It has been no secret that the Buffalo Sabres were looking to move Ville Leino before the start of next season. Whether it was by trade, or by the use of the one of the compliance buyout options. Leino’s days were already numbered within the organization, and now he has just be let out of the door.
A day after the compliance buyout period began, the Buffalo Sabres announced today that they have decided to go that route, placing him on unconditional waivers, and now they play the waiting game.
The 30-year old Finnish winger played three of his six seasons in his massive contract, following a career year with the Philadelphia Flyers, scoring 19 goals and 53 points, with a spectacular post-season play in tow. Driving former GM Darcy Regier to lock him to a massive contract after seeing what he could do, in a series of games that Buffalo struggled to remain in or even get into. So instead, “if you can’t beat him, sign him.”
Since joining the Sabres that very offseason he sent the team for an early tee-time, Leino didn’t play the way with Regier or former head coach Lindy Ruff had anticipated. In his first go-round, Leino scored eight goals with 17 assists during 71 games of the 2011-2012 season. His woes would continue through two more seasons, playing in only eight games of the already shortened 2012-2013 season (all of which were played inside the new year), scoring two goals and six points, and of course follwoing a horrendous past season playing in 58 games, notching no goals with 15 assists.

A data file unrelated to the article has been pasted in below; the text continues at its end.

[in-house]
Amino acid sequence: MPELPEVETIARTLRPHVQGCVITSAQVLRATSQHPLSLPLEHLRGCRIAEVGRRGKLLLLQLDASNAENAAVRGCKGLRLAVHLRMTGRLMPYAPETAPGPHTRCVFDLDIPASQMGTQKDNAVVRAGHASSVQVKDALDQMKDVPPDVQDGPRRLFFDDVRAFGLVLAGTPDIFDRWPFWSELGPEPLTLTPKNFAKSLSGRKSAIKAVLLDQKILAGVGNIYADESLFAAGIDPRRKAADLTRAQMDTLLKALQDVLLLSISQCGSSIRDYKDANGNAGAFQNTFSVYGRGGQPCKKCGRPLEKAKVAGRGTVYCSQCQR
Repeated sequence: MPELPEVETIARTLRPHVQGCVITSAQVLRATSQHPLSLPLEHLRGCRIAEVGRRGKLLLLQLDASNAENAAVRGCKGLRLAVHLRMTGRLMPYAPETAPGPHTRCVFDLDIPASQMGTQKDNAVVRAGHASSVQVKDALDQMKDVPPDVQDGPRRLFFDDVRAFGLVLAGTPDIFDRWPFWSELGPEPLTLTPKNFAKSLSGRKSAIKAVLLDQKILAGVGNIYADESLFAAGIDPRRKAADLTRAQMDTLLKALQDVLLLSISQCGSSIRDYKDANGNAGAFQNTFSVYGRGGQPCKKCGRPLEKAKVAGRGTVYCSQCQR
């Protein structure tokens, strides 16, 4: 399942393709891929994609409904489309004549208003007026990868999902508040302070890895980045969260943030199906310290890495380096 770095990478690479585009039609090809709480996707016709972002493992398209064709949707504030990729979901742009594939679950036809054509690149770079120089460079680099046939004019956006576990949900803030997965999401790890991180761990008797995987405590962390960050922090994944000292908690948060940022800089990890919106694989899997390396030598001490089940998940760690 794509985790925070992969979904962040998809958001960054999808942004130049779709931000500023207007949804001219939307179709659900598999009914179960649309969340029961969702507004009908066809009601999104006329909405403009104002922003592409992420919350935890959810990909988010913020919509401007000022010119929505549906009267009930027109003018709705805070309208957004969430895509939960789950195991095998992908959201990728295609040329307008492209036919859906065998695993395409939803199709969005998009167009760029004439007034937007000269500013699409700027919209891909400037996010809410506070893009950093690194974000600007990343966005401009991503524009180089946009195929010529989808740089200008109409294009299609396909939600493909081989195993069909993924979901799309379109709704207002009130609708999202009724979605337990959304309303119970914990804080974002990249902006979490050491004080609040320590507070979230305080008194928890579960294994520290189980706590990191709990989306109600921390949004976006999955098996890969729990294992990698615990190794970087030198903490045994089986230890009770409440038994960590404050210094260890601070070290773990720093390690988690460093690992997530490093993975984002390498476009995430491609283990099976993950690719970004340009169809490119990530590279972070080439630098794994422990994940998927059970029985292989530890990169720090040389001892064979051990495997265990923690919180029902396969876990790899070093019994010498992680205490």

Following Ted Nolan‘s benching towards the end, the rumors began to swirl about potential trades, buyouts or something other than what was happening right now.
Now faced with cleaning up after the former GM, Tim Murray is doing what everyone expects and pretty much desires at this point.
When it comes to official costs and payments, Leino has burned through three years and approximately $15 million dollars of the contract. Per buyout rules, the Sabres are required to pay two-thirds of the remaining contract for double what the remaining years are. With that being said, Buffalo will pay around $7.333 million dollars to Leino over the next six years. Hardly breaking any sort of cap space, even though half of Buffalo might wish that we pay him per goal this season, but that wouldn’t be fair, sadly. Should a team pick him off of waivers, then the Buffalo Sabres will escape easily with the team having to now foot the remaining $5 million, but that’s unlikely to happen.
For now, Buffalo will wait until noon tomorrow for the actual buyout to happen, given that a team doesn’t pick him up in the meantime.
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